New York, with 1 million students and 1,700 schools, manages its diverse portfolio of schools by setting up networks of schools linked by similar educational philosophies but not necessarily geography. The networks provide some central-management activities and are compared yearly for performance and principal satisfaction. Schools are free to switch networks yearly as they choose.

Mr. Nadelstern said New York started small. “You can’t go in there and say to everyone we’re going to change and expect them not to fight against that. What you need to do is to create something entirely new and protect it from the old while you’re nurturing it,” he added.

Growth of a Network

New York started with an “autonomy zone” of 26 district-run and three charter schools, which Mr. Nadelstern oversaw. The zone eventually grew to 48 schools, and the initiative was then rebranded as Empowerment Schools and open to any principal who chose to participate.

“The thing you’re nurturing eventually replaces the entire system,” he said.

Not every district chooses to transform itself the way New York did. Alyssa Whitehead-Bust, the chief of innovation and reform for the 82,000-student Denver school district, said she believes the changes at the central office need to happen at the same time that a district is giving more autonomy to its schools.

“At a minimum, you have to have support at the superintendent level, along with some other top leaders,” she said. Her office oversees performance management for the district’s charter schools and “innovation schools,” a state designation growing in popularity that gives some regular schools control over parts of their budget, hiring, and curriculum, as well as freedom from some union rules.

Ms. Whitehead-Bust said that her position and that of her team can be described now as “coaching,” and it’s not always an easy shift.

“It’s a value for us not to get caught up in one school type as being preferable to another,” she said. “We try to focus not on the differences between these schools but the similar goals.” School officials also try to borrow good ideas from the innovation of charter schools; for example, seven district-run schools will be piloting an extended school day and year in the coming school year, as is done in some Denver charter and innovation schools.

James Meza Jr., appointed in July 2011 to be the interim superintendent for the 45,000-student Jefferson Parish, La., district, has also worked fast, rolling out changes like principal-leadership programs and more autonomy for school leaders while eliminating 200 central-office positions and working to streamline central-office operations.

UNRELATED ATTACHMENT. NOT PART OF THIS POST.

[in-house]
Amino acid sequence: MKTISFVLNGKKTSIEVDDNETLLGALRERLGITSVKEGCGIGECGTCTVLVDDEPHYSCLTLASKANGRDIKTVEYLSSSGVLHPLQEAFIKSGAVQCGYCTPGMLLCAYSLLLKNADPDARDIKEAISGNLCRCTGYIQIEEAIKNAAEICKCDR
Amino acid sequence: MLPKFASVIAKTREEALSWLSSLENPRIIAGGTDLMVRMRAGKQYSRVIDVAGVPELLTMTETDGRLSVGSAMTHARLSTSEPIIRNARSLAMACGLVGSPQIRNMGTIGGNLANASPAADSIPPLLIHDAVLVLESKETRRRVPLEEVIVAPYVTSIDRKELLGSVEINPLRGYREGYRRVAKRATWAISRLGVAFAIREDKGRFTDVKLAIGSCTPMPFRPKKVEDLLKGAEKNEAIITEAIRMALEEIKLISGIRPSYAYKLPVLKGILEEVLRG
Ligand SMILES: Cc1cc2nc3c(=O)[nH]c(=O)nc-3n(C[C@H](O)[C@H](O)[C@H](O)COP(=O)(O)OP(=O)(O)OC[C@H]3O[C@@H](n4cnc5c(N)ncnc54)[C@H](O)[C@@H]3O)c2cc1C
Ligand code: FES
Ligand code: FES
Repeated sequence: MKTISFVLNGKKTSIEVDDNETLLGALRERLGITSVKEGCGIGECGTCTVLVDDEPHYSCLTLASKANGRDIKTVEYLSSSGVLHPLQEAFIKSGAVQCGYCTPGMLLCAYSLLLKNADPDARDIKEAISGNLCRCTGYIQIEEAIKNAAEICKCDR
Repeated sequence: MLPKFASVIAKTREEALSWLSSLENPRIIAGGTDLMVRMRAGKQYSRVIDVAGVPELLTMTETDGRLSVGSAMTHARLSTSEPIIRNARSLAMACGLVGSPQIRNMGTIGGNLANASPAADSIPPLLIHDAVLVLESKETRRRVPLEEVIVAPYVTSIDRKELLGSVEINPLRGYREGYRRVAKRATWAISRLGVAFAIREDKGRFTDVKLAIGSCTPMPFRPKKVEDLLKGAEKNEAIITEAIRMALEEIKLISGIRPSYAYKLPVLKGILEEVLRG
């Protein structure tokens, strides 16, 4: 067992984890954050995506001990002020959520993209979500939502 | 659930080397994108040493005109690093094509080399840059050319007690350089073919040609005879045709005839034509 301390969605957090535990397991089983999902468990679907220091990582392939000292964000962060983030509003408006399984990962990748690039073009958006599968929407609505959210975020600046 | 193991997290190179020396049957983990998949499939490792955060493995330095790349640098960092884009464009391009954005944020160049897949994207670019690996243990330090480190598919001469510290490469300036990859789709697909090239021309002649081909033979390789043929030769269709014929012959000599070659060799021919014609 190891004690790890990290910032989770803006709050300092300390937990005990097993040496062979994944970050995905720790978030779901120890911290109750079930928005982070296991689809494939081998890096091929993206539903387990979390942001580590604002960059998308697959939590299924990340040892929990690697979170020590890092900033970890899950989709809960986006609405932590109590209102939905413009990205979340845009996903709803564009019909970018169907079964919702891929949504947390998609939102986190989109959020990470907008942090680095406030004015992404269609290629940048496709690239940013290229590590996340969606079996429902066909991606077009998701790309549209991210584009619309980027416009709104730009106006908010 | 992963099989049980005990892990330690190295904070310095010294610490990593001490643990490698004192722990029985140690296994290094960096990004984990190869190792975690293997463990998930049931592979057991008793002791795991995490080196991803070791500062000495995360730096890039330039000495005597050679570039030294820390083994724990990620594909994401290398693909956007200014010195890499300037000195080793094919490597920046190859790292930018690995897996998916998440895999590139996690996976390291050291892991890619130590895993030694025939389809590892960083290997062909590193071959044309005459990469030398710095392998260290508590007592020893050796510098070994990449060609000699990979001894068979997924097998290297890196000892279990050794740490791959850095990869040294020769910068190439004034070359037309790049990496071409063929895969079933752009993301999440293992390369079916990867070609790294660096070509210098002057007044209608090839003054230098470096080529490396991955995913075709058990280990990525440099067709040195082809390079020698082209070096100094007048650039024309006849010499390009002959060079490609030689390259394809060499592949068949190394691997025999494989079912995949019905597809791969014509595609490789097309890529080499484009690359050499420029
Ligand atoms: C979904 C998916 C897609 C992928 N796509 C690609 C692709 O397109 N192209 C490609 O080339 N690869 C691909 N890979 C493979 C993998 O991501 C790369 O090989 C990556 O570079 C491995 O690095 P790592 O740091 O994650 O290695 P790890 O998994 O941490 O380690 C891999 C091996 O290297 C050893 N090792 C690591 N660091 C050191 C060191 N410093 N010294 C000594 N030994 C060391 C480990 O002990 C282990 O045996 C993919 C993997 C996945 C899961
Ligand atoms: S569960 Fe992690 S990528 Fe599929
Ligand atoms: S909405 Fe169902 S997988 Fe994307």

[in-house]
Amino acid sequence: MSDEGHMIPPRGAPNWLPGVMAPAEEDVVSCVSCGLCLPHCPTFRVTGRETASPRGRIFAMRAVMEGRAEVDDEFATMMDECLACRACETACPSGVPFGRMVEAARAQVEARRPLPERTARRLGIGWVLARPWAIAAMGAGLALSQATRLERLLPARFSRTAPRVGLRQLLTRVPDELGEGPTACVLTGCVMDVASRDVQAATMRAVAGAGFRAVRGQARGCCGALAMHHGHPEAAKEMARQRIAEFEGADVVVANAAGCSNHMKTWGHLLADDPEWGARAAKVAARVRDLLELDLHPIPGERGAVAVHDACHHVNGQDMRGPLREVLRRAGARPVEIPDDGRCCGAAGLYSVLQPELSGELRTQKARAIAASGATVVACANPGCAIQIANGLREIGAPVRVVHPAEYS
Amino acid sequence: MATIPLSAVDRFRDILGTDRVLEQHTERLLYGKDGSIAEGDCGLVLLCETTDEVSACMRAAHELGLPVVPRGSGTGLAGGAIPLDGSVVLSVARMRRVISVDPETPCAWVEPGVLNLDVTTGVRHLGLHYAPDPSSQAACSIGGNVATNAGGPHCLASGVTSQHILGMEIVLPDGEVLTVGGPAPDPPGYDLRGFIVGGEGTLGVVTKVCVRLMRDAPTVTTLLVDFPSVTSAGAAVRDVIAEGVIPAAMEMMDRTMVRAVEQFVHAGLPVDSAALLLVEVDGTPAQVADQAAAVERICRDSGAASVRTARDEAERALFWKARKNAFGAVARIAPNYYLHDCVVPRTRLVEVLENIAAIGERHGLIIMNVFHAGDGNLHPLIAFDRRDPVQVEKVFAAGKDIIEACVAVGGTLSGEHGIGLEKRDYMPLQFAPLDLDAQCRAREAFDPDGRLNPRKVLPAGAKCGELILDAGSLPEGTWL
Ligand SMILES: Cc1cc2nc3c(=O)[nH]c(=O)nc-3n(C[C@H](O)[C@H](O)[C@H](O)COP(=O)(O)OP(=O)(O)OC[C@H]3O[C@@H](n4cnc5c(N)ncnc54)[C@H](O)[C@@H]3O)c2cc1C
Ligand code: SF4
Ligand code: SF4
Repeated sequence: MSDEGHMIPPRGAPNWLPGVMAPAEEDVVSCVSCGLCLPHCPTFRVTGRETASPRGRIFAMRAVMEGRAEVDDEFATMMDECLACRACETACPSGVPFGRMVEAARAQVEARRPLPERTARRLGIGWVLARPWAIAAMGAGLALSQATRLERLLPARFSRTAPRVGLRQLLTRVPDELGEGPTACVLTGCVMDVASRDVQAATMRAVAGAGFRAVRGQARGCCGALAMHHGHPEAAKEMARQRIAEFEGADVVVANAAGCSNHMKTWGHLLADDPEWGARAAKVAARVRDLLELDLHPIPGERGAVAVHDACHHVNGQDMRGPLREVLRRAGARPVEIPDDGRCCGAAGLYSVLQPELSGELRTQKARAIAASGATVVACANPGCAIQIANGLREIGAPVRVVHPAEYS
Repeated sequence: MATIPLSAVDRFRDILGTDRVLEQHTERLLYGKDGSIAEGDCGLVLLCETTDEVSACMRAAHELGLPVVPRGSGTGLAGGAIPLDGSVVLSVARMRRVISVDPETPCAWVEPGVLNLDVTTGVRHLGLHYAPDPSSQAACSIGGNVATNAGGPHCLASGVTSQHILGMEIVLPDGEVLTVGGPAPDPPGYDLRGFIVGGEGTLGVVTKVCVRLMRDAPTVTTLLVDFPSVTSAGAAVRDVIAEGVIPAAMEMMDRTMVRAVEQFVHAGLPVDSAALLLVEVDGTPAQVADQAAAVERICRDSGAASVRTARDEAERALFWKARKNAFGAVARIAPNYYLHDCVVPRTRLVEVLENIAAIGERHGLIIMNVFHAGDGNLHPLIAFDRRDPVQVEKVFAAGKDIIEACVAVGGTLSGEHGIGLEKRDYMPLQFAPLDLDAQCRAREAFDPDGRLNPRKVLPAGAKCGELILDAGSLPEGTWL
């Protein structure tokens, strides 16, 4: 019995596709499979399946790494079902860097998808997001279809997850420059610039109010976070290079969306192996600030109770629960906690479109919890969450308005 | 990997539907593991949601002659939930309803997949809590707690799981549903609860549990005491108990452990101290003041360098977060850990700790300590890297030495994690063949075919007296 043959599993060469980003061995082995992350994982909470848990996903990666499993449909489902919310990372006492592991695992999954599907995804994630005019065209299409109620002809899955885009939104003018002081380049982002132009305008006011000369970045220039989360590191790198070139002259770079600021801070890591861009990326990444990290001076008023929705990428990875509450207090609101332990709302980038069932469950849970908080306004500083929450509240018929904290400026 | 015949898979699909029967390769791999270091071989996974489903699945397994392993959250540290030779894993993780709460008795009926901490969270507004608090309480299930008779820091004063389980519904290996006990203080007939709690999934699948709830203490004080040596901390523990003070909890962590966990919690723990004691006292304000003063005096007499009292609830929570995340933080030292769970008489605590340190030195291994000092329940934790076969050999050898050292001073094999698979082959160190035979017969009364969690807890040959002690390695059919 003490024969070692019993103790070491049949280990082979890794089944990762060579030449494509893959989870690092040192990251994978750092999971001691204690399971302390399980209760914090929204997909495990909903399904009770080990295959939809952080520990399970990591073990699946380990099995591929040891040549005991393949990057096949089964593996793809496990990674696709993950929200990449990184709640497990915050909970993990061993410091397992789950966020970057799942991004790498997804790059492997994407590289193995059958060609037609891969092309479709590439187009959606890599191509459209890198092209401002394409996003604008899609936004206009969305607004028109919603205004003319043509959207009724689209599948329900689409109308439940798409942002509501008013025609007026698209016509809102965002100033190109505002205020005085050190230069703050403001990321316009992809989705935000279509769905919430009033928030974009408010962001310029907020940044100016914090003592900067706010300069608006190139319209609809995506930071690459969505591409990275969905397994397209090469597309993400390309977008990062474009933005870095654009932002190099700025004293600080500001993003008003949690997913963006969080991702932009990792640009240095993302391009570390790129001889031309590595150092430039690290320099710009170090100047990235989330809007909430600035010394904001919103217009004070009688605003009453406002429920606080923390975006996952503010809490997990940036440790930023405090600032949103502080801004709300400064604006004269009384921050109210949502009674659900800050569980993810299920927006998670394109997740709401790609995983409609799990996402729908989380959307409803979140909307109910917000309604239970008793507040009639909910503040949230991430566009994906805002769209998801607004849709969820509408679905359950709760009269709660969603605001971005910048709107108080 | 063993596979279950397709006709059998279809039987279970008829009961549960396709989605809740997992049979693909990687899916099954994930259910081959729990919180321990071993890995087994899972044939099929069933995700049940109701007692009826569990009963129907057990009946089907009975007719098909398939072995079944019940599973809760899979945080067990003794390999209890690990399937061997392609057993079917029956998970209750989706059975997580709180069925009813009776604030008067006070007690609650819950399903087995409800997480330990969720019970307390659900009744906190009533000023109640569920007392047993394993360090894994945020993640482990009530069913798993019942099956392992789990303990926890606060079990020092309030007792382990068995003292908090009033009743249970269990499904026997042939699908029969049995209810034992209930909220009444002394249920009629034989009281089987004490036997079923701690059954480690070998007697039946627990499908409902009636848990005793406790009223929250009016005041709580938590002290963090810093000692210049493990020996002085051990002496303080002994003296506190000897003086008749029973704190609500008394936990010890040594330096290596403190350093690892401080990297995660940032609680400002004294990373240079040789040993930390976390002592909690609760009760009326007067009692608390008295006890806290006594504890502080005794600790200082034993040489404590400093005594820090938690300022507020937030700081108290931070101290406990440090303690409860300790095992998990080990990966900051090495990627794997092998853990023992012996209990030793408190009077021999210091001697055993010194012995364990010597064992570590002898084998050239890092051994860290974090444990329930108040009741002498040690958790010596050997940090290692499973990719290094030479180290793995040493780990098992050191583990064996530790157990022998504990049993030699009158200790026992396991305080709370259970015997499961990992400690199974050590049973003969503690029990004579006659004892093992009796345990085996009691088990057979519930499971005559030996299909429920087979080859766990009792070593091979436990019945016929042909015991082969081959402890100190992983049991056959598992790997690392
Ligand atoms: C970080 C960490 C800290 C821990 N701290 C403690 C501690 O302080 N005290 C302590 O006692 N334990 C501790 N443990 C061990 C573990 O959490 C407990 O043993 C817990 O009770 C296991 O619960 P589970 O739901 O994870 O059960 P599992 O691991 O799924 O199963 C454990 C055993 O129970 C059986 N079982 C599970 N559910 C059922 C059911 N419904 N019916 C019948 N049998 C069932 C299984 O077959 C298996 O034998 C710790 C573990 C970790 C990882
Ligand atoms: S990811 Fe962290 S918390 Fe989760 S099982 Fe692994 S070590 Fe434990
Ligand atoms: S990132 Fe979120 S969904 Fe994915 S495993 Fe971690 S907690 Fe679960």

“We have 7,000 employees, and 3,500 of them are not in schools,” Mr. Meza said. “Most of them could go away tomorrow and not much would change.”

Moving on Monitoring

As an example of central-office streamlining, he said that the district is eliminating central-office-based compliance officers for the spending of federal Title I funds targeted to economically disadvantaged students and shifting the monitoring task to schools. State permission was required to make that change, he said.

The district also removed 15 principals and could have removed more, Mr. Meza said, but found that it didn’t have a deep pool of better candidates waiting in the wings. That prompted the creation of a new office that will be in charge of leadership training.

“The skill set for these principals is very different. We’re not going to be at the central office telling them what to do,” said Mr. Meza, who prior to his appointment was the dean at the University of New Orleans’ college of education.

The shift to a portfolio process is not without critics.

Kenneth J. Saltman, a professor of educational policy studies and research at DePaul University in Chicago, wrote a 2010 paper saying that such efforts offer instability with no reliable empirical evidence of success.

“The portfolio district approach looks like a recipe for high risk and no clear reward,” he writes.

Mr. Hill agrees that the evidence in favor of portfolio approaches “is far from a slam dunk.” But, he added, it’s implausible to think that a central-office administration can meet the needs of a diverse district using a traditional structure. “You have to ask if this one solution fits all the problems,” he said.

Special coverage of leadership, extended and expanded learning time, and arts learning is supported in part by a grant from the Wallace Foundation at www.wallacefoundation.org.
A version of this article appeared in the July 18, 2012 edition of Education Week as District Central Offices Take On New Roles